enough to alienate parents, but tuneful enough to attract kids weaned on
Depeche Mode and the Cure. Onstage Corgan recalls Robert Smith's
non-threatening, regular geek stage presence. But the band has scores of
detractors who dismiss its members as posers and wannabes, and Corgan
readily admits that he's partly to blame. "A lot of it I think has to do
with me -- the way that I carry myself or the way that I put myself across,"
Alternative rockers are rarely so self-analytical; Corgan often sounds
like the grizzled rock geezers James Taylor or David Crosby rehashing his
latest therapy sessions. He believes fans relate to his honesty and
appreciate the fact that he doesn't adhere to the rock 'n' roll myth.
"When I was 15 years old, I had my Jimmy Page poster on the wall, and all
I could see was, 'Fun, sex, rock 'n' roll' and that whole bit," he says. "I
saw all the myths and bought into the whole thing. So I went along and met
chump after chump and got treated like shit and paid nothing, and I started
to realize this is all a big fake. When I started to see the inside and how
rotten and bitchy and backbiting the whole thing is I said, 'F--- it.' At
some point, I personally had to get over my own connection to rock
mythology, and as I've grown up somewhat in public, I made a decision that
I'm not going to perpetuate the myth. There's this weird resistance to
somebody actually being a real person. But that's not my life. My life is I
get up every day with the express purpose of writing music. That's all I
When he's talking about the Pumpkins' music, Corgan vacillates between
the pronouns "mine" and "ours." He writes the majority of the band's songs
alone (11 of the 13 tunes on "Siamese Dream"), oversees recording and
mixing, dominates the stage show, and gives most of the interviews. To many
people, Billy Corgan is the Smashing Pumpkins. Guitarist James Iha,
bassist D'Arcy Wretzky, and drummer Jimmy Chamberlain are left in the
Corgan almost broke up the band before recording "Siamese Dream."
Chamberlain was sidetracked by drug and alcohol problems (he has since been
through treatment), and Corgan thought the others weren't contributing their
share. But relations have improved since he issued an ultimatum. "When I
finally decided that being unhappy and being totally displeased all the time
were no longer worth the band, then suddenly the band got better," he says.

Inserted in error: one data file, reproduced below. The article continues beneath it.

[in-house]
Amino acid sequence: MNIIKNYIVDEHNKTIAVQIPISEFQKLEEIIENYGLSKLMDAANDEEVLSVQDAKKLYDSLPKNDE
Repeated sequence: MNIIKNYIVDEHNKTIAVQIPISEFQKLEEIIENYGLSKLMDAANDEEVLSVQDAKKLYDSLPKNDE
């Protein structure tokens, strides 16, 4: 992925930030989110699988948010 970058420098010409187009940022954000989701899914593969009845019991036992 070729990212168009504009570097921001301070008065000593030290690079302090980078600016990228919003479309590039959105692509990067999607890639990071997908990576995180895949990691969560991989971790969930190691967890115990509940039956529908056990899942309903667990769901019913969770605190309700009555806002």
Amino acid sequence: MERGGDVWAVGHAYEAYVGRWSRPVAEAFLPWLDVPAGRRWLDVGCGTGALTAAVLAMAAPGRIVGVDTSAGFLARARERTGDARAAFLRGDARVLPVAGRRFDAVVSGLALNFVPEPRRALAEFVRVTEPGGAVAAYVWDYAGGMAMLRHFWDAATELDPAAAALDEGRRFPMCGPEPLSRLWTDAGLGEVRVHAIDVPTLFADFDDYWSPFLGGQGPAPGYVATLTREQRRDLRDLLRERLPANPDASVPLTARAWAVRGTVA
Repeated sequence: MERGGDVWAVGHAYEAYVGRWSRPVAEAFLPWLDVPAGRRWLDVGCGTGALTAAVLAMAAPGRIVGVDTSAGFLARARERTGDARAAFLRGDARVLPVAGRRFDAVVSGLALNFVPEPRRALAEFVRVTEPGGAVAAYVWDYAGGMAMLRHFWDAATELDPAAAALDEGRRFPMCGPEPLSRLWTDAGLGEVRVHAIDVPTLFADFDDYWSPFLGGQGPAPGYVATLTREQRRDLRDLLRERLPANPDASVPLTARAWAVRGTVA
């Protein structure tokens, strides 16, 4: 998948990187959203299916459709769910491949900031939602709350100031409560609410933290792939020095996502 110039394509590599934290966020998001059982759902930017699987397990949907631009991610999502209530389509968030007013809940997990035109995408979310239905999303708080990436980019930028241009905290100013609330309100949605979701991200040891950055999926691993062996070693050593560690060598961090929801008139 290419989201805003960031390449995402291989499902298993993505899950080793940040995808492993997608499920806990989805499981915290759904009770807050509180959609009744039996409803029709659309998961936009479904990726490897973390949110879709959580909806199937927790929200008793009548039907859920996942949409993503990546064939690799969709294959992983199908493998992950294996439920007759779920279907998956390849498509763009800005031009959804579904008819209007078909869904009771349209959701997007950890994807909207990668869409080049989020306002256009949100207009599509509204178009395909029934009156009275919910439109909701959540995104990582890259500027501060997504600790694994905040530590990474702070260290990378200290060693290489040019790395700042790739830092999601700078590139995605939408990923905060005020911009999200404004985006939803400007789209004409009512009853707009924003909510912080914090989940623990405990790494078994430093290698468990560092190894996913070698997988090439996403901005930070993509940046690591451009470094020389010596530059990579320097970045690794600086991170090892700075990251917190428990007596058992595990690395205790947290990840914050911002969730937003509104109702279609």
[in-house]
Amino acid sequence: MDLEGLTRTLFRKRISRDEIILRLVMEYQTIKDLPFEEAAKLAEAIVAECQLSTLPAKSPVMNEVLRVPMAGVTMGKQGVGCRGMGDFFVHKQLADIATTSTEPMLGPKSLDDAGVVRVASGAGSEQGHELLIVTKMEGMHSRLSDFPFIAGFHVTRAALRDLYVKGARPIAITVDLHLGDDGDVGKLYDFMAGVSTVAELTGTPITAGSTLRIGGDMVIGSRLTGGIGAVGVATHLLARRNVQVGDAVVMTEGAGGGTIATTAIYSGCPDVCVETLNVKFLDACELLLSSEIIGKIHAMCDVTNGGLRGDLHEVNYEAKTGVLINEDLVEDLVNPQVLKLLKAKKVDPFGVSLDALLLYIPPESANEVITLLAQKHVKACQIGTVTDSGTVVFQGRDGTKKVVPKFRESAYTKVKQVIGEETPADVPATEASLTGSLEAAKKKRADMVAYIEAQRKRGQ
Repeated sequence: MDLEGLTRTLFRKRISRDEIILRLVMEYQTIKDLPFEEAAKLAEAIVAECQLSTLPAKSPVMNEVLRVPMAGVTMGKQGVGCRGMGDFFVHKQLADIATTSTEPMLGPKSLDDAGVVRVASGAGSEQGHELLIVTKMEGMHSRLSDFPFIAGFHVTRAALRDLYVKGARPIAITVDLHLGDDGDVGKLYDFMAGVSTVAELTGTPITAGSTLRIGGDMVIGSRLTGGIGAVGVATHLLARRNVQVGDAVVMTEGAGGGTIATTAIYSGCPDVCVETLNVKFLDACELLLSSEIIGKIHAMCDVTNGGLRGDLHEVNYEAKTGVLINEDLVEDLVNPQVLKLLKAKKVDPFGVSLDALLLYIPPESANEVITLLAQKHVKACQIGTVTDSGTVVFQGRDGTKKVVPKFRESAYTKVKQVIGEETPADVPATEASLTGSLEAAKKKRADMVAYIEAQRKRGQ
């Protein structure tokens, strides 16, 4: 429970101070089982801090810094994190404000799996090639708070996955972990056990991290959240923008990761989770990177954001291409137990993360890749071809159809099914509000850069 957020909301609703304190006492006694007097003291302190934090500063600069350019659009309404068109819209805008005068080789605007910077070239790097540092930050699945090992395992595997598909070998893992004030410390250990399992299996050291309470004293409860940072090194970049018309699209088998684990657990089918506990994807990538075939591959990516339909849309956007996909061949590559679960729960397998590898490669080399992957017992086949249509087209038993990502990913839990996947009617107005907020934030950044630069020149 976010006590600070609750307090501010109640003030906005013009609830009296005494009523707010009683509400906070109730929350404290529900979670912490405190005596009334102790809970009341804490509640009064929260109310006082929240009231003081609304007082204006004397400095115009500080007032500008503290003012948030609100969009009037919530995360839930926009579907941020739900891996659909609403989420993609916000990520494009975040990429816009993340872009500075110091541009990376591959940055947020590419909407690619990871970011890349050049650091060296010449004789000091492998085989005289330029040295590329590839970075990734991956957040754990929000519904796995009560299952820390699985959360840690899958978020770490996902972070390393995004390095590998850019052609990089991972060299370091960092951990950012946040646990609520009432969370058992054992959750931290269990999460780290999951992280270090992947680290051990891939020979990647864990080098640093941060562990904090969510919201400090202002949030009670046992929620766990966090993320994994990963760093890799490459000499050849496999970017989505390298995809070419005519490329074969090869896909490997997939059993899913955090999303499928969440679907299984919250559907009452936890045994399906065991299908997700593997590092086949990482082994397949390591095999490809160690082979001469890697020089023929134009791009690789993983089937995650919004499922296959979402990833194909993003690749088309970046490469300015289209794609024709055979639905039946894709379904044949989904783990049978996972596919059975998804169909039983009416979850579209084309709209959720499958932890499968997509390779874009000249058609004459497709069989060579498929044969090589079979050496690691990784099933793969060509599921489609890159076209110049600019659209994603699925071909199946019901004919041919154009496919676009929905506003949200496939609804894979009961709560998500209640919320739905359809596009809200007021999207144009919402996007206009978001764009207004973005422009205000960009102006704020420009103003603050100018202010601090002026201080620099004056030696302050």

"It was like drawing a line: 'This is where we stand, and you're either in
or you're out.'"
Corgan and Vig have both been described as incurable perfectionists, so
it isn't surprising that making "Siamese Dream" was an ordeal. Speaking from
his studio in Madison, Wis., Vig describes the Smashing Pumpkins' sessions
as "arduous." Recording lasted for more than three months, and the band and
the producer often put in 15-hour days. By the time the project was
finished, Vig and Corgan were too emotionally spent to mix it.
Corgan is a fan of My Bloody Valentine, and he suggested the hiring of
Alan Moulder, staff engineer at England's Creation Records. Moulder made
sense of tapes that sometimes included 50 or more guitar tracks, and he gave
the album his trademark shimmering sound.
"We deliberately tried to push ourselves in terms of some of the things
we were doing arrangement-wise," Vig says. "About half the songs were fairly
finished when we came in; the band had been playing them, and there were
really good arrangements. But a lot of it was worked out in the studio,
especially some of the detailed things like guitar parts."
Both Vig and Corgan think the results were worth the angst and trouble.
"There are some tracks on the record that make the hair on the back of my
neck stand up because I remember when Billy was singing those songs how it
affected me," Vig says.
For his part, Corgan describes making "Siamese Dream" as a learning
process. "The person who made 'Gish' couldn't have made this record. That
person wasn't capable of this kind of honesty and depth." Yet he still talks
with some regularity about the possibility of disbanding the group, and he
concedes that this topic makes his managers and Virgin executives extremely
uneasy. "They don't like to hear it, but we've become a band that from here
on out will be a band of the moment."
Whatever the future holds, it's hard to imagine Corgan quitting music.
He's the archetypal rock nerd -- someone who's most comfortable facing the
world from behind his record collection, his guitar and a multitrack
recorder. "I've reached a point where I have confidence in what I do," he
"I was watching this thing on TV last night about baseball players, about
how when you're a rookie, you're not quite sure if you belong. And at some
point you decide, 'Not only do I belong, I deserve to be here.'
That's the way I feel. I feel I've earned it, and I'm capable of continuing
as long as I want to. If the Pumpkins can't do that, then that's the end of
the Pumpkins, and I'll do something else. But I feel I can make viable music
as long as I want to. I'm past the point of no return."
Nonfiction: MILK IT! BY JIM
DEROGATIS Amistad/ HarperCollins. $24.95.